David Cole on Continuity and Change

By Benjamin Wittes
Wednesday, December 15, 2010, 4:50 PM

Back in October, I posted a link to a speech I had given some months earlier on continuity and change between the Bush and Obama administrations on counterterrorism. I looked at the question through four different lenses and concluded that whether one sees continuity or change depends greatly on which lens one uses. This week, writing in The New Republic, David Cole takes on the same subject (subscription required) and comes to a rather different conclusion, arguing that those on the left, right, and center--he singles out Jack, in particular--who see great continuity are missing the big picture:

In July 2010, an ACLU report warned that the Obama administration could “enshrine permanently within the law policies and practices that were widely considered extreme and unlawful during the Bush administration.” Liberal pundits and human rights activists frequently echo this message.
Former Bush officials concur—though they cite Obama’s continuity not to criticize it but to vindicate his beleaguered predecessor. Thus, Frances Fragos Townsend, Bush’s homeland security adviser, said in September 2010, “On counterterrorism policy, they found they agree with much of what we did.” . . .
Even commentators who usually seek to position themselves as moderate by disagreeing with both the left and the right have advanced this view. Former Bush Justice Department lawyer and current Harvard Law Professor Jack Goldsmith wrote in these pages that “The new administration has copied most of the Bush program, has expanded some of it, and has narrowed only a bit. Almost all of the Obama changes have been at the level of packaging, argumentation, symbol, and rhetoric.” This conclusion has been championed by perhaps the nation’s most influential political observer: In a June “Daily Show” segment on Obama’s views of executive authority, Jon Stewart concluded, “All that power that you didn’t like when someone else had it, you decided to keep it. Oh my God, you’re Frodo.”Can all these unlikely bedfellows be wrong? In significant measure, they are. Obama has in fact introduced critically important changes in U.S. counterterrorism policy, and these changes merit recognition. Where he has continued Bush’s policies, he has generally sought to remove their most objectionable features in order to conform them to the law. He has, to be sure, fallen regrettably short in certain areas, most notably transparency and accountability. But acknowledging the substantive changes he has made is an important step in ensuring that the mistakes of the Bush administration are not repeated.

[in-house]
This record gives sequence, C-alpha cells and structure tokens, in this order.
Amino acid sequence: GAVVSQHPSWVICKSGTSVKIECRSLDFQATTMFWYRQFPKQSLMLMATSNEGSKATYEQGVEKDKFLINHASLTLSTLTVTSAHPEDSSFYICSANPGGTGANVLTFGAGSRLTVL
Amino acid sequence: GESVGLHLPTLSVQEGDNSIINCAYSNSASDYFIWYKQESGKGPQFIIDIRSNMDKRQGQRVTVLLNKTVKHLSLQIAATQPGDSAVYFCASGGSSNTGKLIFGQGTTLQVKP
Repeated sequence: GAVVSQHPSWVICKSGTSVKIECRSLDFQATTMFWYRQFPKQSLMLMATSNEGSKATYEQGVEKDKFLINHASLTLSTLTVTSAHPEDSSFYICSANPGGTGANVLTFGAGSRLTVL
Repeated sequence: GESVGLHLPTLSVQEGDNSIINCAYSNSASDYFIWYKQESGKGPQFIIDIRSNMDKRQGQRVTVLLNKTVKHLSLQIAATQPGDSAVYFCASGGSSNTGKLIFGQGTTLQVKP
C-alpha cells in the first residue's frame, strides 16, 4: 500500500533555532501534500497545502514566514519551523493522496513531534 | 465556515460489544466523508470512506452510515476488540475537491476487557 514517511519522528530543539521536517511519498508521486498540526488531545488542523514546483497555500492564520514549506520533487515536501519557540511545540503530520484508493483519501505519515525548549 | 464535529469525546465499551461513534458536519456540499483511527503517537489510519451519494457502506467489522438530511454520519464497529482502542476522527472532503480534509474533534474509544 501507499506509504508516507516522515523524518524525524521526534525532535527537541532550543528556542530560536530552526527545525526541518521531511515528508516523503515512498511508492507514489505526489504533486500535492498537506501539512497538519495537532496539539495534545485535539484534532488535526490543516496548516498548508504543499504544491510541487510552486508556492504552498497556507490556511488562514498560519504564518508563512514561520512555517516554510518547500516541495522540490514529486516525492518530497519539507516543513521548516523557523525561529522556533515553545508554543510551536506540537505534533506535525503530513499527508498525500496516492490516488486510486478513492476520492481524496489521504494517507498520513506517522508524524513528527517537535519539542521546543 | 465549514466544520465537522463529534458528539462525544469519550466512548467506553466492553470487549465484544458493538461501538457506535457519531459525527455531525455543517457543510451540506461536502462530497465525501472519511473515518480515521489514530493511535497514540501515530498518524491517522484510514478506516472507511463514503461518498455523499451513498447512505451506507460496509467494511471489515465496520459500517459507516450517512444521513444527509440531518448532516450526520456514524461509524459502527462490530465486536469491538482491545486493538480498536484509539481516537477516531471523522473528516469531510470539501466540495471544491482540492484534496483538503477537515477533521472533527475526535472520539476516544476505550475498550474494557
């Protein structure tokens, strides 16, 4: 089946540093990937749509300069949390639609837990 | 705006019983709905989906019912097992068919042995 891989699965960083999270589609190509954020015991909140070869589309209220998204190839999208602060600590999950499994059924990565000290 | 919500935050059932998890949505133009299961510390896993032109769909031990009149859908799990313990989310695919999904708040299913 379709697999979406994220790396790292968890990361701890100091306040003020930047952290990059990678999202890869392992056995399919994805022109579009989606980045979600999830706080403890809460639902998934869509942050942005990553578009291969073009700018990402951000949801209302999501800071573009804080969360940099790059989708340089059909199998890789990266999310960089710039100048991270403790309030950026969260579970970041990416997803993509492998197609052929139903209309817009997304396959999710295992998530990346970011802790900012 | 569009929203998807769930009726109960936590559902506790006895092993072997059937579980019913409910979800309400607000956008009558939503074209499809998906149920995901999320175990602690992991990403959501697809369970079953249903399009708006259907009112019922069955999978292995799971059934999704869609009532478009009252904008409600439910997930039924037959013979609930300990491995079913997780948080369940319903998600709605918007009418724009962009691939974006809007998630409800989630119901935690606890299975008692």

David makes good points throughout the article, but I think he overstates the case for discontinuity rather considerably. For many on the left, the charge of lawlessness against the Bush administration was not just about interrogation, and it was not just about the "most objectionable features" of certain other activities. It was about an entire approach to fighting terror--the deployment of military authorities, the mingling of military and law enforcement powers, the use of covert authorities to capture, kill, and transfer people, and the aggressive use of electronic surveillance authorities in the absence of warrants. Obama played into this vocabulary throughout the campaign. He used vague-sounding phrases like "close Guantanamo" and "restore the rule of law"--which promised very little in concrete terms but conveyed great expectations to a great many people. Only a few cynics like me and Jack were publically emphasizing how little latitude he would actually have to shift gears once in office. Rather, people across the political spectrum believed that he would change fundamentally the actual substantive powers the executive branch claimed to confront the enemy. That he did not do so is the source of people's sense of continuity. While one can certainly point to examples of breaks with the past and examples of areas where the administration has narrowed its claimed basis for its powers, and this is no small thing, it is ultimately a distinction that only a law professor could love.

Imagine for a moment that Obama had promised during the campaign what he has in fact done: To continue non-criminal detention but to justify it only under the AUMF, to continue resisting federal court jurisdiction at Bagram, to escalate the use of Predator strikes (which he did promise, actually), to continue military commissions with certain legal adjustments, and to continue asserting the state secrets privilege. Under such circumstances, does anyone imagine that the left would have invested its hopes for restoring the rule of law in him? Of course not. Obama, while careful with his words throughout the campaign, was ultimately too clever by half. Without ever promising very much, he nonetheless managed to dramatically overpromise what he could deliver in the way of change--or at least, to create expectations of dramatically more change than he was, in fact, promising. It's no wonder that the change he has brought has not been the salient feature of his administration in many commentators' eyes.

UPDATE: An earlier version of this post had some text truncated by a gremlin in the machine. My apologies if it was not comprehensible.